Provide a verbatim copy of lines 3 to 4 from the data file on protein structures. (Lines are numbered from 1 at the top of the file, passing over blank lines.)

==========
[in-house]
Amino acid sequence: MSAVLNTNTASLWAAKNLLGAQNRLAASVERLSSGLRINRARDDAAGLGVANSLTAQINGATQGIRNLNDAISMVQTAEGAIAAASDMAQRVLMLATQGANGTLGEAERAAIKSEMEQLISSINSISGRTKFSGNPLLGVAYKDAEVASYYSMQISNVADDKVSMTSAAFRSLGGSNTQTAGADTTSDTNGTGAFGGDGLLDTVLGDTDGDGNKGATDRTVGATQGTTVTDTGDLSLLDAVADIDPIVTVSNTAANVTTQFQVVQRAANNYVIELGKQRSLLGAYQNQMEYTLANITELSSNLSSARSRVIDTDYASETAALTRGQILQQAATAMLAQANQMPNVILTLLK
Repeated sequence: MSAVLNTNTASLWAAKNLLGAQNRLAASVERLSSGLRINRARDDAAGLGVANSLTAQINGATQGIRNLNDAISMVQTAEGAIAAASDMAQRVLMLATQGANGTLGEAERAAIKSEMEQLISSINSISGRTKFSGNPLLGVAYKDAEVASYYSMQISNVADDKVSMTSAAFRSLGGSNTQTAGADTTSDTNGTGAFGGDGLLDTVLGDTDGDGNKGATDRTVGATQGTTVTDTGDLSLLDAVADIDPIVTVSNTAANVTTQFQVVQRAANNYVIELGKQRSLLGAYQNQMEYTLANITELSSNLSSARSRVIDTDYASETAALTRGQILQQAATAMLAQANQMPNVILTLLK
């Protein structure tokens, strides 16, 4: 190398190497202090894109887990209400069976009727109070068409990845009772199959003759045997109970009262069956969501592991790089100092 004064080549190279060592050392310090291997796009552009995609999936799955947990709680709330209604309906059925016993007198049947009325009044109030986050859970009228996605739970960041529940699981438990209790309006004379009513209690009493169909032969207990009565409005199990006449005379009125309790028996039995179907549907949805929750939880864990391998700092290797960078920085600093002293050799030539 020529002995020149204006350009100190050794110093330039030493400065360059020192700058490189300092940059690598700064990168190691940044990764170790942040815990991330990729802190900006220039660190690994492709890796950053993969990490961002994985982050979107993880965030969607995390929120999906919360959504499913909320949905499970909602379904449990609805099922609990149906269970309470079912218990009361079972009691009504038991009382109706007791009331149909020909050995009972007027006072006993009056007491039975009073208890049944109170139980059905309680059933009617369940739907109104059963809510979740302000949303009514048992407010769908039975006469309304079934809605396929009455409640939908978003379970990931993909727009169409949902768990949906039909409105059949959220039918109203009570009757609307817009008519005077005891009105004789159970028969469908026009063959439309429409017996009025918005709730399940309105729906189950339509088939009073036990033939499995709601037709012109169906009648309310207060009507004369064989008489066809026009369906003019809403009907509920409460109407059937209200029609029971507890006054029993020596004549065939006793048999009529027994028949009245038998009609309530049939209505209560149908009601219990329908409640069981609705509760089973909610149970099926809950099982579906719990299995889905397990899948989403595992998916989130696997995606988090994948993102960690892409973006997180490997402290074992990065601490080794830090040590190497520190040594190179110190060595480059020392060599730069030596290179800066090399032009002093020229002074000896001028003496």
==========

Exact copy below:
Repeated sequence: MSAVLNTNTASLWAAKNLLGAQNRLAASVERLSSGLRINRARDDAAGLGVANSLTAQINGATQGIRNLNDAISMVQTAEGAIAAASDMAQRVLMLATQGANGTLGEAERAAIKSEMEQLISSINSISGRTKFSGNPLLGVAYKDAEVASYYSMQISNVADDKVSMTSAAFRSLGGSNTQTAGADTTSDTNGTGAFGGDGLLDTVLGDTDGDGNKGATDRTVGATQGTTVTDTGDLSLLDAVADIDPIVTVSNTAANVTTQFQVVQRAANNYVIELGKQRSLLGAYQNQMEYTLANITELSSNLSSARSRVIDTDYASETAALTRGQILQQAATAMLAQANQMPNVILTLLK
């Protein structure tokens, strides 16, 4: 190398190497202090894109887990209400069976009727109070068409990845009772199959003759045997109970009262069956969501592991790089100092 004064080549190279060592050392310090291997796009552009995609999936799955947990709680709330209604309906059925016993007198049947009325009044109030986050859970009228996605739970960041529940699981438990209790309006004379009513209690009493169909032969207990009565409005199990006449005379009125309790028996039995179907549907949805929750939880864990391998700092290797960078920085600093002293050799030539 020529002995020149204006350009100190050794110093330039030493400065360059020192700058490189300092940059690598700064990168190691940044990764170790942040815990991330990729802190900006220039660190690994492709890796950053993969990490961002994985982050979107993880965030969607995390929120999906919360959504499913909320949905499970909602379904449990609805099922609990149906269970309470079912218990009361079972009691009504038991009382109706007791009331149909020909050995009972007027006072006993009056007491039975009073208890049944109170139980059905309680059933009617369940739907109104059963809510979740302000949303009514048992407010769908039975006469309304079934809605396929009455409640939908978003379970990931993909727009169409949902768990949906039909409105059949959220039918109203009570009757609307817009008519005077005891009105004789159970028969469908026009063959439309429409017996009025918005709730399940309105729906189950339509088939009073036990033939499995709601037709012109169906009648309310207060009507004369064989008489066809026009369906003019809403009907509920409460109407059937209200029609029971507890006054029993020596004549065939006793048999009529027994028949009245038998009609309530049939209505209560149908009601219990329908409640069981609705509760089973909610149970099926809950099982579906719990299995889905397990899948989403595992998916989130696997995606988090994948993102960690892409973006997180490997402290074992990065601490080794830090040590190497520190040594190179110190060595480059020392060599730069030596290179800066090399032009002093020229002074000896001028003496």